Deep Sea Mining

"Recycling is a solution for the future...we have to inject a large supply into the system [today]." -- Gerard Barron, DeepGreen Metals Inc. CEO

The need for an increase in our mineral supply is no joke and it's staring us in the face. Whether it's the IEA saying lithium demand will increase 40 fold by 2040 or the World Bank estimating a 500% increase in need for cobalt and graphite, the story is the same. We need more minerals and we need to get creative (and ethical) about how we source them.

Enter: Deep sea mining. The idea is not new. A publication from the 1960s by J. L. Mero referenced the idea that metals were likely prolific on the seabed. Recent exploration has found these metals in little clumps on the seafloor called polymetallic nodules, about the size of a potato. It is easy to see how more recent pushes to increase our mineral stock has forced new types of exploration such as these nodules. EVs need reliable, high capacity batteries. Electric grids, especially those powered by renewables, need efficient storage. And all of our electronic devices need components to function. (Did somebody mention a global chip shortage?)

DeepGreen Metals is one of a few companies who have taken this mission to heart. They have started exploring the sea floor and testing new methods for extracting metals and testing potential impacts on local flora and fauna. Oh, right, there are environmental concerns.

Greenpeace, as they do, has already taken to opposing the effort. They took a boat (built by minerals, powered by fossil fuels) out to a location where another company, Global Sea Mineral Resources (GSR) who are testing similar mining efforts off the coast of San Diego. So while the ecoextremism rally of don't-mine-on-land-but-also-don't-mine-at-sea-but-also-make-all-energy-renewable makes little to no sense, there are serious concerns of how this may impact deep sea ecosystems.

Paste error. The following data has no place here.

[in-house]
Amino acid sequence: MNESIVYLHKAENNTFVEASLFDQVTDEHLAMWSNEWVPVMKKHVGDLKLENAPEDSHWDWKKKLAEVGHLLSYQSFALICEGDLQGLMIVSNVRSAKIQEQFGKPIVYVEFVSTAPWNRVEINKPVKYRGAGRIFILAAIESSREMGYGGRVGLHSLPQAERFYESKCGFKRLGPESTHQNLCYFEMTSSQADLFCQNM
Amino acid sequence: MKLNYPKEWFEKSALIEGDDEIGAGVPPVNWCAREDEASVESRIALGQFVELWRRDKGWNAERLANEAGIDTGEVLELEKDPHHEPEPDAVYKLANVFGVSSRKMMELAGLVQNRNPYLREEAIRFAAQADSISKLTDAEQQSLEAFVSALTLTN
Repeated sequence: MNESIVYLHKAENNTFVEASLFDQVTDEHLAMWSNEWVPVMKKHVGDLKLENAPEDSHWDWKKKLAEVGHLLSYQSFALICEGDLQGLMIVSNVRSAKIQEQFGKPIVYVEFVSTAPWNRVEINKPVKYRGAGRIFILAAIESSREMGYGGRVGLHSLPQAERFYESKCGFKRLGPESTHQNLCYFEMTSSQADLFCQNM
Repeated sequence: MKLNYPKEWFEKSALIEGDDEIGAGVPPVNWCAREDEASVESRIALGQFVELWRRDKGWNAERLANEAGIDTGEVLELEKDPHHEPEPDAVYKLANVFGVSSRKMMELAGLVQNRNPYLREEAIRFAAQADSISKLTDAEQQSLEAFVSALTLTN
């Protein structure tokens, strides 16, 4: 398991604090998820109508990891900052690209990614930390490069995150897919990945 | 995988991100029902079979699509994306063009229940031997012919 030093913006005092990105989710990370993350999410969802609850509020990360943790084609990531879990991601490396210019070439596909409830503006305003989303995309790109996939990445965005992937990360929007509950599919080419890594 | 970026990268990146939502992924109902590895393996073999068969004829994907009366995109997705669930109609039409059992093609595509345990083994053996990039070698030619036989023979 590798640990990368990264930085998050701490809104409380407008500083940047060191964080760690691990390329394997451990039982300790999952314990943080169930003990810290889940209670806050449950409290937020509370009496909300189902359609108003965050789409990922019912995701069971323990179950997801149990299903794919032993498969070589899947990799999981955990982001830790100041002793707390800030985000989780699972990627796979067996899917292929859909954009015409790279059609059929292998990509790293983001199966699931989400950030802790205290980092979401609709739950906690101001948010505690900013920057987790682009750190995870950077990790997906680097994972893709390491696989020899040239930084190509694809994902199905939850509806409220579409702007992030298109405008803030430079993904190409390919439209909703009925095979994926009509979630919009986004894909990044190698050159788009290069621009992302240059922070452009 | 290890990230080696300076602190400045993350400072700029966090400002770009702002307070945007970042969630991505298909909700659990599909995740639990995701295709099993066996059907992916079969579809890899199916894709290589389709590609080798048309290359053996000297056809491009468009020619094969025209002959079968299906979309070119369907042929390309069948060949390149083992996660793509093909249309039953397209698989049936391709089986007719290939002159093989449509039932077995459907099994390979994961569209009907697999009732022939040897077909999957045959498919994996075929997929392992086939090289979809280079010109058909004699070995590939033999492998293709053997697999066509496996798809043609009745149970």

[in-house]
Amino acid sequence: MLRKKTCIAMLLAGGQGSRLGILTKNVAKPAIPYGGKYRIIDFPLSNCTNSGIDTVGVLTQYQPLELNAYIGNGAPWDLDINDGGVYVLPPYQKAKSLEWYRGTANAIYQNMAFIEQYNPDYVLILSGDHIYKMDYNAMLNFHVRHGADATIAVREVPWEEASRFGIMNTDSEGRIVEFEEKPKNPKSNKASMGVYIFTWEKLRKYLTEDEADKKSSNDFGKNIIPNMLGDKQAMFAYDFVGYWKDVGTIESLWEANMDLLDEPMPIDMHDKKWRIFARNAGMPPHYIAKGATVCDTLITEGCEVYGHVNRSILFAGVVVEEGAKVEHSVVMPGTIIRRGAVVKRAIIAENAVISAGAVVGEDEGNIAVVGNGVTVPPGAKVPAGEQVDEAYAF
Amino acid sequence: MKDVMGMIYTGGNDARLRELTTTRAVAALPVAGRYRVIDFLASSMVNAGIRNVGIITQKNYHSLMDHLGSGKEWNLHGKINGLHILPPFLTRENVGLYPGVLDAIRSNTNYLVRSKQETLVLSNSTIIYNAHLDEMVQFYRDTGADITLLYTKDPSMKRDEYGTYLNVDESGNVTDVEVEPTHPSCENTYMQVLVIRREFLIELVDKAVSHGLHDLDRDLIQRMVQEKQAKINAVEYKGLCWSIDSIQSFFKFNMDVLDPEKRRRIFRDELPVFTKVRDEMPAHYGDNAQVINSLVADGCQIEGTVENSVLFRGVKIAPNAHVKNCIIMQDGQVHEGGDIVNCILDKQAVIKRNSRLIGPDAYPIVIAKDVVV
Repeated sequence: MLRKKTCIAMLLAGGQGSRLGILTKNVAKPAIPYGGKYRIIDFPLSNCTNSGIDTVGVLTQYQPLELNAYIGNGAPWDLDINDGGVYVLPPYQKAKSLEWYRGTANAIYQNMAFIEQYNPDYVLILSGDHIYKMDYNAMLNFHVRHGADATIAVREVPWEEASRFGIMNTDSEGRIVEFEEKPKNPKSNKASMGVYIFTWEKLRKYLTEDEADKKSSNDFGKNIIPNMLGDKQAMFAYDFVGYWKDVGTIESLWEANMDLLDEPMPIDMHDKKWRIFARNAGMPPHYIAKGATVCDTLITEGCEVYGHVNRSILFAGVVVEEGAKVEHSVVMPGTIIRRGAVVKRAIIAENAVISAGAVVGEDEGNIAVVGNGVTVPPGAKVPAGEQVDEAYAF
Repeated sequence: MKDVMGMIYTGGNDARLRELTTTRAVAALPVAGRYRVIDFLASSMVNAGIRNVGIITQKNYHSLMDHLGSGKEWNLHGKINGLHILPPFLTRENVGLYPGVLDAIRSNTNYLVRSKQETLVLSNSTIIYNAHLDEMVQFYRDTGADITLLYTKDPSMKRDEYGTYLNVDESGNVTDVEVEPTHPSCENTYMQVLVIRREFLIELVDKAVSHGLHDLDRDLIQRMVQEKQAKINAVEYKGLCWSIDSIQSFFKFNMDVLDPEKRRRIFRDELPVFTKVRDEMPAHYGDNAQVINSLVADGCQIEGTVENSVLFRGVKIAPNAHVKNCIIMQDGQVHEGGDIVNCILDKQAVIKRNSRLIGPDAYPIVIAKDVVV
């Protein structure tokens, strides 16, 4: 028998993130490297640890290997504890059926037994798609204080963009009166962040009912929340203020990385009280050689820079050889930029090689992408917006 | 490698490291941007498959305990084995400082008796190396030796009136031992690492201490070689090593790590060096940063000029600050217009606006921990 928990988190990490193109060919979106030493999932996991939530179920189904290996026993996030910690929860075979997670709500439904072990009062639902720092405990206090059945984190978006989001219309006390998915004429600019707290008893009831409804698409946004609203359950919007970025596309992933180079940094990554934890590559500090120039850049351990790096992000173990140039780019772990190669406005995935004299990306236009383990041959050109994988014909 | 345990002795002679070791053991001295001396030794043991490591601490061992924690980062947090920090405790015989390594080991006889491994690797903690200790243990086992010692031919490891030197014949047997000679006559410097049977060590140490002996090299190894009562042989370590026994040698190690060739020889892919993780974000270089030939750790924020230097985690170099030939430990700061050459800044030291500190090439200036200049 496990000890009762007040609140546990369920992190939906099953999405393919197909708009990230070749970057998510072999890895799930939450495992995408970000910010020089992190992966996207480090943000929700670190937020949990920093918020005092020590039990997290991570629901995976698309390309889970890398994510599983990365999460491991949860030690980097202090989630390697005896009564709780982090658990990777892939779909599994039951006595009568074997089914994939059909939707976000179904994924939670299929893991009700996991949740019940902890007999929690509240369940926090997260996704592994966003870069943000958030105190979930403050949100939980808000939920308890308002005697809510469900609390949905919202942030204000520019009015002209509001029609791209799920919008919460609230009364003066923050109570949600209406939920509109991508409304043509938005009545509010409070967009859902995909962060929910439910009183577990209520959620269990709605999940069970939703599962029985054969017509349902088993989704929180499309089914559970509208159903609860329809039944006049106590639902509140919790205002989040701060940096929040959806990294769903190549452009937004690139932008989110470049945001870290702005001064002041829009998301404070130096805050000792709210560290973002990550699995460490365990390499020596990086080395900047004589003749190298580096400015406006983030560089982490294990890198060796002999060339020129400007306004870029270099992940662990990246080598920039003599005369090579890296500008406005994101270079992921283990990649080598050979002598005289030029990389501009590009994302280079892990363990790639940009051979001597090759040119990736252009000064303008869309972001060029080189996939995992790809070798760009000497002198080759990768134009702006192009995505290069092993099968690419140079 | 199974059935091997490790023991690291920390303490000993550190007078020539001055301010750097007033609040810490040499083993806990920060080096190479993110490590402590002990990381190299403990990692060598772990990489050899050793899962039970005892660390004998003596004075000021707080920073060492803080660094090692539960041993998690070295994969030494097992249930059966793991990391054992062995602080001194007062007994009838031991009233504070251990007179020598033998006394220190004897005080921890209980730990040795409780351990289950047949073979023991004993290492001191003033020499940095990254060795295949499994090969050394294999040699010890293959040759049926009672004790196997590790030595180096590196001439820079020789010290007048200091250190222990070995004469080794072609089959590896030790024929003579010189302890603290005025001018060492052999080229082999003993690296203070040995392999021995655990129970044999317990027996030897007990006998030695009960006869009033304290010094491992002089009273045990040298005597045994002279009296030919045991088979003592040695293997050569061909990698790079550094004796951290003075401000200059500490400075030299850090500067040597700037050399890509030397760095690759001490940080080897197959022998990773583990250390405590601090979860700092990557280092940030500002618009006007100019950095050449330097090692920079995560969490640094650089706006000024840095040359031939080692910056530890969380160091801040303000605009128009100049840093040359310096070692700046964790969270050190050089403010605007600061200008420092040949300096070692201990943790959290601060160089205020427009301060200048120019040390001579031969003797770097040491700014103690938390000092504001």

The answer: we don't know.

Deep Sea Sponge Discovery Video

Video courtesy of NOAA Office of Exploration and Research/Hohonu Moana 2015, taken from Flikr.

While current exploration is looking at how this kind of resource extraction will impact the biodiversity of the ocean floor, the fact is, we really just don't know. The ocean is vast. And there are many places that we just haven't been to yet. Comments made about forcing species into extinction are likely valid. However, as Barron puts it in the episode above, do we want to be developing resources where the biodiversity is measured in grams per square meter or in kilograms per square meter [sea floor vs. terrestrial, respectively].

Additionally, there is the opposite argument to be made that harvesting these minerals and making the tech support readily available will help achieve global climate goals. Or at least thats how the island nations of Kiribati, Nauru, and Tonga-- who are seeing the immediate impacts of climate change-- are approaching the topic as they allow companies to obtain exploration contracts. [More information about the Information Seabed Authority and The Mining Code.]